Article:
When an experiment is carried out, it's important that only one variable is tested so that any changes observed can't be attributed to another factor. A control set-up "controls" for other factors. Ideally it's the exact same set-up as the experiment except for one difference - the variable being tested.
Let's say that you've designed an experiment to test the effect of a nutrient on the rate of growth of juvenile rats. You will be feeding several rats their regular feed with the nutrient added, and recording each rat's length and mass at regular intervals.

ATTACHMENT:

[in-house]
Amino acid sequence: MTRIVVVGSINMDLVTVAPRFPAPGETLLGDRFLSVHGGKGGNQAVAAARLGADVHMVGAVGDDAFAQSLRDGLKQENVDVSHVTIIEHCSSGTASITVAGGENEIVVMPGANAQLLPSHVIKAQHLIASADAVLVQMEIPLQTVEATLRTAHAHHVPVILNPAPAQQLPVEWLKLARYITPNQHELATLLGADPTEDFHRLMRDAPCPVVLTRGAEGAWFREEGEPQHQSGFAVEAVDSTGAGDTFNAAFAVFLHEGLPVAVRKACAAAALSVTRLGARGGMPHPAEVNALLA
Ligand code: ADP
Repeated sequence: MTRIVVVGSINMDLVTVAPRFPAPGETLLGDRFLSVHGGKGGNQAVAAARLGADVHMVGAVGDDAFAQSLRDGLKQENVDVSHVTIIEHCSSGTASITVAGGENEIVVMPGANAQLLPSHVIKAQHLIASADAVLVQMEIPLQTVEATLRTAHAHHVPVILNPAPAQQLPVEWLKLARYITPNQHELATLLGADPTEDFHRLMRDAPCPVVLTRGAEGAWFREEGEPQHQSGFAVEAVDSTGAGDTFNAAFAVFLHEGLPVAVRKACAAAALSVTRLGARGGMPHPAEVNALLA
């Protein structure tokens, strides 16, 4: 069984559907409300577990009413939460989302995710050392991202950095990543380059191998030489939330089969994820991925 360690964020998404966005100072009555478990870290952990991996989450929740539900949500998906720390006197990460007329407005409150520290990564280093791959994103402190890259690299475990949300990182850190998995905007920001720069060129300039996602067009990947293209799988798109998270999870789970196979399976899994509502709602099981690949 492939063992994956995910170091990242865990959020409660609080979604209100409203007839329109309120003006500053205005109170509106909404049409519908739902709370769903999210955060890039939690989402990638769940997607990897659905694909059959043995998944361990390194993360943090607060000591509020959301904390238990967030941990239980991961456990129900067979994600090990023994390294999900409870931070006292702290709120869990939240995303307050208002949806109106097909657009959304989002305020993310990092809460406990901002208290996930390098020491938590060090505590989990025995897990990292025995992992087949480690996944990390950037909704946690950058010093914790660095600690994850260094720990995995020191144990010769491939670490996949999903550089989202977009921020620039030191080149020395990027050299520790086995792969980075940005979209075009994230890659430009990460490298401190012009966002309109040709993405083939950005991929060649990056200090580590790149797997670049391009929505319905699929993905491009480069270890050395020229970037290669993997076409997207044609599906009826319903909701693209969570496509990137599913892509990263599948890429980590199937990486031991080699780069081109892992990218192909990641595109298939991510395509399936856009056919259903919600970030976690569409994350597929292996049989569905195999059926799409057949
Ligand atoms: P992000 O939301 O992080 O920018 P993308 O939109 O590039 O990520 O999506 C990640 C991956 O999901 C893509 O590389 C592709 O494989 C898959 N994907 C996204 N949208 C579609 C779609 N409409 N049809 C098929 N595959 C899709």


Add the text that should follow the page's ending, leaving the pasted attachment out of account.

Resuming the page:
The rats are most likely going to grow with or without the nutrient. For your data to be meaningful you need to show that the nutrient made a difference in the rate of growth. To do this you need to have a second set-up with everything the same except for the nutrient. You would have a similar-sized cage with the same number of rats, of the same age, that are genetically related (preferably litter mates), and of the same gender. The rats in both set-ups should have access to the same amounts and types of feed with the nutrient added only to the food of the experimental group, the same amount of water and the same opportunity for exercise (e.g.exercise wheel). Temperature and amount of light should also be the same. Each of these factors would then be controlled, meaning they would not be able to contribute to variation between the two groups.